The Confederation Building on Wellington Street is the broom closet of Parliament Hill. It is here that neophyte MPs are assigned office space, and the first-term member for Toronto's Etobicoke-Lakeshore riding has three cramped rooms on the ninth floor without so much as a view of the Peace Tower.
I do the arithmetic as I get on the elevator in the lobby on a summer morning: I have known Michael Grant Ignatieff for 40 years, ever since we were both young reporters for this newspaper.
I've spent the previous four weeks trying to make sense of him, a man who has spent all but a few years of his adult life outside the country until taking a plane home to become front-runner in the national Liberal Party's leadership campaign and a potential prime minister of Canada.
His welcome is cordial. We use first names. He fits his tall, lanky frame into a chair at a small table with two recording machines running - mine and one that belongs to his aide. There is no small talk. I am allowed one hour with him.
He knows that I have been poking into his private life, his discarded friendships, his family conflicts, his grimly failed first marriage, into his radical, almost brutal re-creations of himself over the years.
For one hour - 67 minutes, to be precise - he speaks eloquently of his journey through life and what has shaped his thoughts.Finally, as my allotted time nears its end, he turns to his latest incarnation, as a politician, and begins to talk about what he calls the dogfight to lead the party that has governed Canada for most of its history.
He says, "I think this is going to be tough and it's going to get tougher and tougher. I don't know whether I'm up to it. I mean, I think I'm up to the job, but I don't know whether I'm up to the price you have to pay."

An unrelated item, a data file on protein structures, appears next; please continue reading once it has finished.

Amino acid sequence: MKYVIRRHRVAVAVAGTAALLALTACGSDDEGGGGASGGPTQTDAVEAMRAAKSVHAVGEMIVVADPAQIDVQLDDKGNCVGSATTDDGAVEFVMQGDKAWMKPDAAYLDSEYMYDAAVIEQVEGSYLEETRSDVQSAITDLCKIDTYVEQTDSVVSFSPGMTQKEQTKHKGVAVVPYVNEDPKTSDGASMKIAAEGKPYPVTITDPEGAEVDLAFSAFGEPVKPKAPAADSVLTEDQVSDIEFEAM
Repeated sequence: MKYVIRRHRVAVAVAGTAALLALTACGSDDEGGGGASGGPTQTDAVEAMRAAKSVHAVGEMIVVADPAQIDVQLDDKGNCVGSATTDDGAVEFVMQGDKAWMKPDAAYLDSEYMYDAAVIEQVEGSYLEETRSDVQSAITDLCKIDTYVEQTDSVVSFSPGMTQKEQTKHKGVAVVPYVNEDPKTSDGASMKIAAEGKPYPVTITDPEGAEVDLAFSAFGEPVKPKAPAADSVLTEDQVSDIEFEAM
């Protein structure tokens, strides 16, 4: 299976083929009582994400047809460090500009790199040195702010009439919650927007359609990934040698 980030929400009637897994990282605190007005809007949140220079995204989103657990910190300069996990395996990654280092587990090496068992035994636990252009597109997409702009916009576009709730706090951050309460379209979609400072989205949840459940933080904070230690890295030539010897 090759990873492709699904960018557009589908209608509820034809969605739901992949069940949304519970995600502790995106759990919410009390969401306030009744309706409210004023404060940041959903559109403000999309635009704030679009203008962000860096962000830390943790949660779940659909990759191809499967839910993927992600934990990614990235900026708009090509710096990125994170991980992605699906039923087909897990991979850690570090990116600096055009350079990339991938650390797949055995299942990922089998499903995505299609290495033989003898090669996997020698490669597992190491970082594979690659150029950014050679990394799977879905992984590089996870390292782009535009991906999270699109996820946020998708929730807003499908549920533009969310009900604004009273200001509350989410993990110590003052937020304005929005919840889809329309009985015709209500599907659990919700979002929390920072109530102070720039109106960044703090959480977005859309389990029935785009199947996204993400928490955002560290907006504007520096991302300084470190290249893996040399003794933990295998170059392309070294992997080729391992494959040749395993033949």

I remind him he once said he lacked the ruthlessness to be a politician.
He replies slowly: "I think one says things like that to kind of flatter oneself. But I think that may have been a bit innocent on my part."
Then the next words come out in a rush: "I think there are people who would say I've been very ruthless in my life. I am someone who has worried greatly about the price my ruthlessness has inflicted on others. I have worried about that. I do worry about that.
I don't want to litter the slopes with bodies. There may be people who I've left behind who feel that I was ruthless, and if they feel that, then all I can say is - I wouldn't apologize - all I could say is, I don't want to hurt people. Michael Ignatieff
He does not break eye contact as he delivers this remarkable confession. It's as though he knows who I've spoken to and what I've been told about him, and he's meeting it head-on.
His curriculum vitae is dazzling: a thinker on global affairs lionized throughout the Western world; a Canadian who has garnered truckloads of awards, honorary degrees and distinguished lectureships; the eminent director of Harvard's Carr Center for Human Rights, an author of celebrated books published in 19 languages, and articles that have appeared in the leading periodicals of Britain, the United States and Europe; a novelist, journalist, screenwriter, documentary maker and television personality who has parsed the central moral and political issues of the times, as well as the Freudian recesses of the human soul. His IQ is off the Richter scale. He has been called impossibly handsome. Women delight in his company. His eloquence shames lesser men. He writes beautifully. He moves in the elite, cultured circles of Europe and North America. He has a house in Provence. His French is polished.
For those Liberals seeking the messianic new face last provided by Pierre Trudeau four decades ago, Mr. Ignatieff - who worked as a student on the Trudeau leadership campaign - is the prize. "It's like Garibaldi returning to Italy," enthuses one of his supporters, referring to the great 19th-century patriot and soldier who brought about the unification of Italy.